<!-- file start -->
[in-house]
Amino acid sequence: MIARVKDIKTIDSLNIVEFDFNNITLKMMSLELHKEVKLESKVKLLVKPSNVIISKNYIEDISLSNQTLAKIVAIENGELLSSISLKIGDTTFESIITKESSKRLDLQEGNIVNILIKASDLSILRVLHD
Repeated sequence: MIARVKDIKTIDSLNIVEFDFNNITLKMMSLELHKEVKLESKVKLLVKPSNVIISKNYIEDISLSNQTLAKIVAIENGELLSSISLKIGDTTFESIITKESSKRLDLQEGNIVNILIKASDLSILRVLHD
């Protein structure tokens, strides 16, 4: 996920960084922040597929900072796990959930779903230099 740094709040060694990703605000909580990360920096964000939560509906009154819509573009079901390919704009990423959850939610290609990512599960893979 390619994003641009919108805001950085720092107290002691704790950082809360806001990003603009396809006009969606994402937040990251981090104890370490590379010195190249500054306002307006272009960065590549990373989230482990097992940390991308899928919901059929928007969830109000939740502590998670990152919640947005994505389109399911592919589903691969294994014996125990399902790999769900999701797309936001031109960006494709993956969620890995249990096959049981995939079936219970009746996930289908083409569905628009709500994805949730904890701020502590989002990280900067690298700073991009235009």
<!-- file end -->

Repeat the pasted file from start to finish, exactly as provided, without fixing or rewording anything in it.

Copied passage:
[in-house]
Amino acid sequence: MIARVKDIKTIDSLNIVEFDFNNITLKMMSLELHKEVKLESKVKLLVKPSNVIISKNYIEDISLSNQTLAKIVAIENGELLSSISLKIGDTTFESIITKESSKRLDLQEGNIVNILIKASDLSILRVLHD
Repeated sequence: MIARVKDIKTIDSLNIVEFDFNNITLKMMSLELHKEVKLESKVKLLVKPSNVIISKNYIEDISLSNQTLAKIVAIENGELLSSISLKIGDTTFESIITKESSKRLDLQEGNIVNILIKASDLSILRVLHD
């Protein structure tokens, strides 16, 4: 996920960084922040597929900072796990959930779903230099 740094709040060694990703605000909580990360920096964000939560509906009154819509573009079901390919704009990423959850939610290609990512599960893979 390619994003641009919108805001950085720092107290002691704790950082809360806001990003603009396809006009969606994402937040990251981090104890370490590379010195190249500054306002307006272009960065590549990373989230482990097992940390991308899928919901059929928007969830109000939740502590998670990152919640947005994505389109399911592919589903691969294994014996125990399902790999769900999701797309936001031109960006494709993956969620890995249990096959049981995939079936219970009746996930289908083409569905628009709500994805949730904890701020502590989002990280900067690298700073991009235009």